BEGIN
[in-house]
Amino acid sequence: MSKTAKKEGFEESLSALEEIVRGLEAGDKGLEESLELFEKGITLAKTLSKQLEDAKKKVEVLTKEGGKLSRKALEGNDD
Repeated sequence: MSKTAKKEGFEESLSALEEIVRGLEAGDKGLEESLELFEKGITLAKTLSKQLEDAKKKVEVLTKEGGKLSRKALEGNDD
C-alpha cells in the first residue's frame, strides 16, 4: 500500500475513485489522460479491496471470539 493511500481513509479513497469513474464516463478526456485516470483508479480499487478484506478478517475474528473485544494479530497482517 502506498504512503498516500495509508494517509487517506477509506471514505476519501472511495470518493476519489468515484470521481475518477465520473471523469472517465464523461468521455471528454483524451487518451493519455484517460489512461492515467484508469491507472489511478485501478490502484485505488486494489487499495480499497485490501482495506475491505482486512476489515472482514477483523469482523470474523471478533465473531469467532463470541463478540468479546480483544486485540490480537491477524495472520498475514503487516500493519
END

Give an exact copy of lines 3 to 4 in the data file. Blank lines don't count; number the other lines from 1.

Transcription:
Repeated sequence: MSKTAKKEGFEESLSALEEIVRGLEAGDKGLEESLELFEKGITLAKTLSKQLEDAKKKVEVLTKEGGKLSRKALEGNDD
C-alpha cells in the first residue's frame, strides 16, 4: 500500500475513485489522460479491496471470539 493511500481513509479513497469513474464516463478526456485516470483508479480499487478484506478478517475474528473485544494479530497482517 502506498504512503498516500495509508494517509487517506477509506471514505476519501472511495470518493476519489468515484470521481475518477465520473471523469472517465464523461468521455471528454483524451487518451493519455484517460489512461492515467484508469491507472489511478485501478490502484485505488486494489487499495480499497485490501482495506475491505482486512476489515472482514477483523469482523470474523471478533465473531469467532463470541463478540468479546480483544486485540490480537491477524495472520498475514503487516500493519